members deliver their judgment and spark a
storm of international criticism of free speech
A decision last week by the Radio and Television
Commission of Armenia has drawn sharp criticism
from proponents of free speech and from international
agencies who say such action does little to secure
Armenia' s place as a developing democracy.
For the third time in 15 months the Commission
refused to grant television broadcast licenses
to A1+ and Noyan Tapan companies. From 1997, the
companies were powerful representatives of Armenia's
"oppositional" media, meaning that their
reports include information sometimes critical
of the Government. Noyan Tapan stopped broadcasting
in September 2001 (under government pressure some
say). A1+ was denied a new license in April 2002.
A1+ was widely considered as "anti-Kocharyan".
The Seats on the Commission are appointed by President
Robert Kocharyan, and when A1+ was taken off the
air, many saw the action as the first salvo by
Kocharyan to manipulate the media leading up to
last February's presidential election.
The Commission's first action sparked mass demonstrations
and prompted A1+ president Mesrob Movsisyan to
file a court action. The case was heard in lower
court, then twice appealed, before being ruled
against in favor of the Commission's decision.
Since, Movsisyan has taken his plea to the Court
of Human Rights in Strasbourg, where members of
the Council of Europe may appeal decisions from
their native countries. The case is pending.
Viewers on both sides of political debate agree
that A1+ was a legitimate news source. The Commission,
however, gave its broadcast rights to "Sharm",
an advertising and entertainment agency with no
news staff nor journalism experience. Sharm later
was bought by a member of parliament.
In the intervening months, public outcry has
quieted and even Movsisyan appears to have lost
the will to challenge local authorities. He calls
the action a "personal revenge".
"I find it useless applying to the court,"
he said. "The judges are like footmen and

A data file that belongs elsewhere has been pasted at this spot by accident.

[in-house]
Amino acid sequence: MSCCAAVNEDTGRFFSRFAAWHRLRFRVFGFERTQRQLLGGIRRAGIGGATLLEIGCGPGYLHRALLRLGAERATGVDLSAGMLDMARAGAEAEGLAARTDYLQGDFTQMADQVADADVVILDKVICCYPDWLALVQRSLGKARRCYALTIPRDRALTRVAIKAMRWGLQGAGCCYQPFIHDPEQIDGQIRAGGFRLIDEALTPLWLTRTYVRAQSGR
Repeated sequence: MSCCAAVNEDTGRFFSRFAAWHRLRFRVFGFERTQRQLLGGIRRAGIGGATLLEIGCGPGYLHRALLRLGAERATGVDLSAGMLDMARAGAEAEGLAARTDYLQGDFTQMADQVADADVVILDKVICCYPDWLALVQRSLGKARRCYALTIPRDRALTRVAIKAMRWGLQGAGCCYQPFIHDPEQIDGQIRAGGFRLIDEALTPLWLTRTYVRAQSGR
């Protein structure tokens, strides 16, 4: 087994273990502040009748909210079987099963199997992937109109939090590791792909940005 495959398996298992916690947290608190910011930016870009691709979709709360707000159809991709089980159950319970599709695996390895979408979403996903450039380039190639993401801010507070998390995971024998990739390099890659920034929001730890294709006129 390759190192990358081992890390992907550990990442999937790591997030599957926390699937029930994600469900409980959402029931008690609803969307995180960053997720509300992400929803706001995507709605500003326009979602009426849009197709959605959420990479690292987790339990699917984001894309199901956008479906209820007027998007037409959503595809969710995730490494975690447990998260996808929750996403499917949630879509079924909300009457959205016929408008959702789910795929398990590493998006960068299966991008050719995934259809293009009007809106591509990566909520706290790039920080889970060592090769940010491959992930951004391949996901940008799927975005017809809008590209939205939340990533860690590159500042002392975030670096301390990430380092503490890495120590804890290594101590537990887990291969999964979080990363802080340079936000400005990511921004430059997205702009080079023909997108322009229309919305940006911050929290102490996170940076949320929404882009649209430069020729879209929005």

think that there is no third power in Armenia,"
Movsisyan says. "As long as the head of the
country is the current one and the national committees
staffed by him, A1+ is not going to have a channel."
Movsisyan says he is going to invite international
experts to review the licensing process.
Such an invitation doesn't appear necessary,
however. Reaction to last Saturday's decision
was quick and damning.
From his office in Strasbourg Wednesday, Walter
Schwimmer, Secretary General of the Council of
Europe expressed "disappointment and concern"
over the Commission's licensing decision.
chairman Grigor Amalyan casts his vote.
Armenia cannot become "further integrated
into Europe," the Secretary General said,
until leadership in the country "accept the
expression of a broader range of opinions."
From Vienna, the representative of press freedom
for the Organization for Security and Cooperation
in Europe, Freimut Duve said the Commission's
decision was an indication that "freedom
of expression in Armenia continues to be restricted".
Head of the Radio and Television Commission,
Grigor Amalyan, defended the decision on grounds
that A1+ and Noyan Tapan's bids failed to meet
one of four criteria and were rejected for "unsatisfactory
technical and financial scopes".
Concerning the opinions of international observers,
Amalyan suggested that if those agencies "are
so concerned, they should help (the TV companies)
learn proper financial and technical levels".
Following the release of Schwimmer's and parliamentarians'
statements, though, Amalyan seemed to soften his
position on the matter.
"If they think the Committee is not right,
let the Parliament propose an offer to give a
frequency to both TV companies without competition,
but legally," Amalyan said.
Local reaction was also harsh.
Tigran Torosyan the Vice Speaker of Parliament
and deputy head of the Republican political party
stressed the professional superiority of "A1+"
and criticized the work of the national committee.
"The committee is not going to be able to
give explanations why A1+ was not given a frequency,"
Torosyan said. "This is a case of moral pressure.
The public is displeased with the decision and
if the majority of the authorities are displeased
with this decision I think the members of the
committee should think whom they are working for
if not for the public."